I want to try and keep this one going as a positive post because I’ve done well to drag myself out of bed, out of the house and out in to the fresh air of the Somerset countryside. Ever since I finished work yesterday lunchtime though, my mood has been on a steady decline. I spent the afternoon sleeping on top of my bed; I couldn’t even be bothered to walk the dog. My evening was no more pro-active and I was struggling to get going today. Even when I left the house, I wasn’t really in the mood and this usually changes once I’m out and about…
Maybe I’m finally getting bored of my own company? I have thoughts of not having to return to work until Thursday but still, I know I’m going to spend this time on my own. Maybe it was the setting?
Whatever the cause, I’m feeling low today and, not for the first time since I’ve been in counselling, I’m finding myself unable to crawl down and ‘hide away’ in my secret, safe space. It’s surrounded by nature; buried beneath a layer of leaves and grass. Inside, it is dark but, the walls are warm and earthly. Now, it’s as if someone’s concreted over and filled it in. I cannot break through, I cannot get in. I’m left stand out in the cold, exposed, feeling the way that I do right now.
Anyway, let’s have a look at where I went today…
In Somerset, the Mendip Hills are renown as great place for long walks, mountain biking and other outdoor pursuit activities. During primary school, I’m sure we visited some of the caves not far from where I parked today. During my teenage years, I spent my enrichment week (activities week) mountain biking across these hills along with a small group of others. Up until a few years after that, my dad would bring my sister and myself up here, along with our dog, for walks on a Sunday morning (I can’t remember why this stopped? It might’ve been when I started working weekends).
From all my previous time spent up here (it had been over a decade), I had a vague recollection of where things were and what direction I should be heading in. These hills and the Mendips themselves go on for miles. There’s too much for me to cover in one afternoon so, I have several opportunities to plan for returns. Following familiar paths, I found the old dog bath – it’s amazing how some things still remain in these places, after all these years and memories. It’s a shame the same can’t be said of people in or out of our lives…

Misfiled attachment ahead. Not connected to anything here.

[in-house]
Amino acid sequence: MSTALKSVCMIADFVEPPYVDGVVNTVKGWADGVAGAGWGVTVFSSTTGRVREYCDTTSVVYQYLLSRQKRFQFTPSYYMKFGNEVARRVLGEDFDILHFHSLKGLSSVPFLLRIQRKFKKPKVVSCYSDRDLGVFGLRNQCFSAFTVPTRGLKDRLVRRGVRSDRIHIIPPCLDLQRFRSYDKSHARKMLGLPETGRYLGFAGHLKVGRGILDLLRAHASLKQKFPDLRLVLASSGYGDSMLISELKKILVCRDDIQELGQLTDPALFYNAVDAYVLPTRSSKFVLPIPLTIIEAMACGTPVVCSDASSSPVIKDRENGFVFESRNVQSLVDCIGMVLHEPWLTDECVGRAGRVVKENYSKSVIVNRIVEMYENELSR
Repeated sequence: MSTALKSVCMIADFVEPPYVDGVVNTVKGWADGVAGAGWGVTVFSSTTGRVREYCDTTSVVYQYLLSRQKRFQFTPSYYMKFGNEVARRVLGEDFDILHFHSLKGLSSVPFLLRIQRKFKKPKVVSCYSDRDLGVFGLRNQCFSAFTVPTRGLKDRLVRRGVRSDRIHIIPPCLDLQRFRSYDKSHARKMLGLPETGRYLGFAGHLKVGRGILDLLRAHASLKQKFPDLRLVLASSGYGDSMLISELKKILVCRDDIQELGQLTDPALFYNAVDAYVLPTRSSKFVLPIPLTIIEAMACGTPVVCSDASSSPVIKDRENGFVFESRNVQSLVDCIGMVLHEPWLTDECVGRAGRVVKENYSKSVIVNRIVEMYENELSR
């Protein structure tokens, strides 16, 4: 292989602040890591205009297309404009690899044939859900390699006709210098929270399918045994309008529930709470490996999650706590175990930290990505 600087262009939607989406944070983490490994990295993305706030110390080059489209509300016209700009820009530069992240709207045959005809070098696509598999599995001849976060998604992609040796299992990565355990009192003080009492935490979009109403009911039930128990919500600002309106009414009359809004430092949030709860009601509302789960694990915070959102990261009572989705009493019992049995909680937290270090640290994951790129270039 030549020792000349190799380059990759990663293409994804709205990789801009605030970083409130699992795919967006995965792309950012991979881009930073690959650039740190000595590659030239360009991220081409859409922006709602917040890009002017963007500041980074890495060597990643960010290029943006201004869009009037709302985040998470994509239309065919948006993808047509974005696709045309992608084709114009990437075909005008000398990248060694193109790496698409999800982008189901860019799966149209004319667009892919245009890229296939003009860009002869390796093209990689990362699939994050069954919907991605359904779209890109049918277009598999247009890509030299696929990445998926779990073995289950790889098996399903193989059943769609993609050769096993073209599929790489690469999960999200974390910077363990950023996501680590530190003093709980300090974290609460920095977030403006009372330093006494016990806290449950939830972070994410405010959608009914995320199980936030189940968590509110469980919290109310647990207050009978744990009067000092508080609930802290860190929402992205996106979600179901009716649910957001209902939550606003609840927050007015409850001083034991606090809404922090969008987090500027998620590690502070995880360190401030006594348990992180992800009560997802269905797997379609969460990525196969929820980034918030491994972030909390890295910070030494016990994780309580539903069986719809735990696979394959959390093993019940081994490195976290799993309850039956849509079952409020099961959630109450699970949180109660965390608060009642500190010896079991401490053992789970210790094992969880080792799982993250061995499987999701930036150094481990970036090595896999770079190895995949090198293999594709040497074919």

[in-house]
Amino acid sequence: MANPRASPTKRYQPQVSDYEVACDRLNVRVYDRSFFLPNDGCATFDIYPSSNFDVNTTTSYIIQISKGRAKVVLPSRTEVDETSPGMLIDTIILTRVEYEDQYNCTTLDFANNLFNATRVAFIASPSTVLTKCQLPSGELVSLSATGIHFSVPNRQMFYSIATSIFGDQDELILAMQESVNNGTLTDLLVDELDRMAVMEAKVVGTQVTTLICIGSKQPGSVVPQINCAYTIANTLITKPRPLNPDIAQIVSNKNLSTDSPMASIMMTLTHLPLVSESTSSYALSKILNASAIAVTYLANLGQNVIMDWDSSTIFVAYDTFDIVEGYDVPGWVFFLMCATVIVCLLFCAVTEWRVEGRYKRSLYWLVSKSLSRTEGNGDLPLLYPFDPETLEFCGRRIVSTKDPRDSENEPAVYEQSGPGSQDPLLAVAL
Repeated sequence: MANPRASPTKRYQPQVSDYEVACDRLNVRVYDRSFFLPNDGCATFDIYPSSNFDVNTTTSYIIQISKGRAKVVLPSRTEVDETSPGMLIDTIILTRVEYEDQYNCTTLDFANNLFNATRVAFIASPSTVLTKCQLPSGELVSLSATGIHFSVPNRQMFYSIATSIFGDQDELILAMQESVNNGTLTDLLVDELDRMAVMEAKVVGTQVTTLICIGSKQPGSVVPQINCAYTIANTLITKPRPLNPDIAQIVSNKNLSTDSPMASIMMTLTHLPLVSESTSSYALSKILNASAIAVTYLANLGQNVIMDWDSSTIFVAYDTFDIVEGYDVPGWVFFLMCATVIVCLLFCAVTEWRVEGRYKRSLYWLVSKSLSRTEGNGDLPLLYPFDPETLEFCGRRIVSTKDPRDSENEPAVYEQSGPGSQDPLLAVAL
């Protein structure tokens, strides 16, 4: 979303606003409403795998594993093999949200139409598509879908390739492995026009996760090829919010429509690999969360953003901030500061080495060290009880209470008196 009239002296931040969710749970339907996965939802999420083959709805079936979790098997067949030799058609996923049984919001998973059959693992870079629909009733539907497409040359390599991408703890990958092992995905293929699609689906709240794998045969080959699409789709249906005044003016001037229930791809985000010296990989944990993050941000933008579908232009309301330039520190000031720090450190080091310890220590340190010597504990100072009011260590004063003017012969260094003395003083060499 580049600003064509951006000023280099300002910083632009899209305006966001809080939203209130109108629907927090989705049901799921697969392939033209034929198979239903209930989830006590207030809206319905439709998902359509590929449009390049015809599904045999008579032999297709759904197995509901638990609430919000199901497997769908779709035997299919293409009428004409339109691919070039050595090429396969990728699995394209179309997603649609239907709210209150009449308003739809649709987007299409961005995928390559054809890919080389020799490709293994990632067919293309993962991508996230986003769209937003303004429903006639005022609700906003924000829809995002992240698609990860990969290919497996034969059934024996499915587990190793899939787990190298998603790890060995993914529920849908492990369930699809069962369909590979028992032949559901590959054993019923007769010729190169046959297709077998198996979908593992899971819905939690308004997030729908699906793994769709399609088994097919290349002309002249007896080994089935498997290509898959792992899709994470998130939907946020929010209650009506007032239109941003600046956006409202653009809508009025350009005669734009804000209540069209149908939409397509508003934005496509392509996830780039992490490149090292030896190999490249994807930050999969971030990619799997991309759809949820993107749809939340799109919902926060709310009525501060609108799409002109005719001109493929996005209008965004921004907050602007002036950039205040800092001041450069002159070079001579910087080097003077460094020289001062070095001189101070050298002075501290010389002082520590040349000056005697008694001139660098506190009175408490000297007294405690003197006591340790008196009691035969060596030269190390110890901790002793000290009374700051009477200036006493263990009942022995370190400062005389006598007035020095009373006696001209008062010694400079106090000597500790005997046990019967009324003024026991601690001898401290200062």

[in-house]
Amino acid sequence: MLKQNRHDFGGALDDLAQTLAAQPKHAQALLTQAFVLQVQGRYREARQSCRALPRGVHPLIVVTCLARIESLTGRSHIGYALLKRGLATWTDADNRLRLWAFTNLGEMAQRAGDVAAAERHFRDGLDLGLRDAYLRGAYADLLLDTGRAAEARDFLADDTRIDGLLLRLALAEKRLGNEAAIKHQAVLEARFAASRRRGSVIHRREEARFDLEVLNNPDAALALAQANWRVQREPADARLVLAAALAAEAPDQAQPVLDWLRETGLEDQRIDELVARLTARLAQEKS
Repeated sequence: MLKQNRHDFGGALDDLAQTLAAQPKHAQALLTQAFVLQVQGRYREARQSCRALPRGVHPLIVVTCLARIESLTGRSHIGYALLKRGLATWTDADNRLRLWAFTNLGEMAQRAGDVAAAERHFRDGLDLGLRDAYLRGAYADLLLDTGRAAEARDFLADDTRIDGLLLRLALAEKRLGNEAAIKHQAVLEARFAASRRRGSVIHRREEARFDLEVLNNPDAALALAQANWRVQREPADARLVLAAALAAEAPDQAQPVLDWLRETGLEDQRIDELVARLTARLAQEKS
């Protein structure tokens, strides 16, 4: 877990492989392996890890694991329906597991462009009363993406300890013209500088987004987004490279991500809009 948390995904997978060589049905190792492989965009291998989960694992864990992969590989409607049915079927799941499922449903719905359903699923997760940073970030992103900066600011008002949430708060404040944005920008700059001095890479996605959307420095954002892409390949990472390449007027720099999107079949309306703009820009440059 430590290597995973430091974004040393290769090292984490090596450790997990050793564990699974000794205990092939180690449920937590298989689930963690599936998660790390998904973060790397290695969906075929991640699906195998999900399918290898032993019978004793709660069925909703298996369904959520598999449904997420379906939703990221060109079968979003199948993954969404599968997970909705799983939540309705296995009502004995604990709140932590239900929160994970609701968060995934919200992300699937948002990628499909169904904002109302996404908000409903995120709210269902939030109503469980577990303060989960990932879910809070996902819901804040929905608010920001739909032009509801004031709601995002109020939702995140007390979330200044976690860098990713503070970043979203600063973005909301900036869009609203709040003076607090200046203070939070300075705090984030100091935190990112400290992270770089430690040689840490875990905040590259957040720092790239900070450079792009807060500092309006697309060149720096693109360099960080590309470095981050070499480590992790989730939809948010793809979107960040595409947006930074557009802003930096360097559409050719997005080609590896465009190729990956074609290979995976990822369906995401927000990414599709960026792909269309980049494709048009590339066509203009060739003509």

There was one ‘stream’ that I’m sure used to be a path – but, with the month’s-worth-of-rain and all the flooding that hit the south west on Monday, I’m not too surprised! Had I been able to follow that path (or, find the one I was looking for), I’d have passed a familiar cave that I used to enjoy poking in to (but not too close).
Sticking to the dry routes, it wasn’t long before I found myself struggling for breath and stopping too frequently… It was almost like the start of Cheddar Gorge, all over again! But, I soon made it up to the highest point in the area, known as Beacon Batch; a whopping 325m above sea level!
Water was everywhere. Apart from the views across Somerset and, even, as far out as to both of the Severn Bridges, I was struggling to find the ‘attractions’ that had kept me entertained in visits to other parts of the west country. Maybe it was my mood or, the fact that I was only a stone’s throw from this land seven days ago?
Again, I saw the ‘mystery‘ hill that was visible from Cheddar Gorge last weekend:
Apparently, it is Brent Knoll Hill. I’d assumed that Brent Knoll and Burnham-on-Sea were further along the coastline… Probably where Minehead is!
When I reached the highest point, I was presented in heading in one of four compass directions (actually, three, as I didn’t want to go backwards just yet!). I wasn’t sure of where to go and began following a group of walkers or ramblers heading off in to the distance. I took a slight detour from their path as they turned off and discovered the strange-looking hill that you can see above…
My best guess was that’s some kind of hill fort (there are said to be others on these hills). There’s a door on one side, shielded by a tall brick wall. I didn’t dare enter inside though – that lost trainer and the absence of light made for the setting of a horror film… The door had clearly been unlocked at some point – who’s to say that someone couldn’t have emerged from behind the hill as I entered and padlocked me in?! I probably wouldn’t get a phone signal in there and it is some way from the main footpath…
Did anyone used to watch LOST? Yeah, it reminded me a bit of one of those underground stations as well – it could be good material for a short story. 🙂
(Apparently, it was a World War II decoy bombing site, code-named Starfish! Wish I’d gone inside, now…)
There isn’t really much more to tell but, as always, you can view the complete photo range in my Flickr album. I am starting to feel a bit better after writing this but, I still can’t bring myself to have a shower. I feel grease all over my skin but, I just cannot face the thought of undressing and the hassle of drying my hair. I haven’t changed my bed sheets for about two months either. They’re also dirty but, I just don’t see the point when I’m the only one who ever sleeps in it. It’s not as if I have company or anything (as much as I do get my hopes up, even without substance to base it on).
Tomorrow, I’m going to try and head out to another part of these hills – perhaps even to Brent Knoll and to find that hill’s identity. I don’t feel like sitting or lying around at home, especially when I know my dad’s intending to pop in (I’ve already seen him both today and yesterday!!). I don’t feel like straying too far from home. With three more days to myself after that, I might revisit Leigh Woods on Monday (to recover those untaken photographs) but then, I think rain is forecast for Tuesday and Wednesday, before I return to work.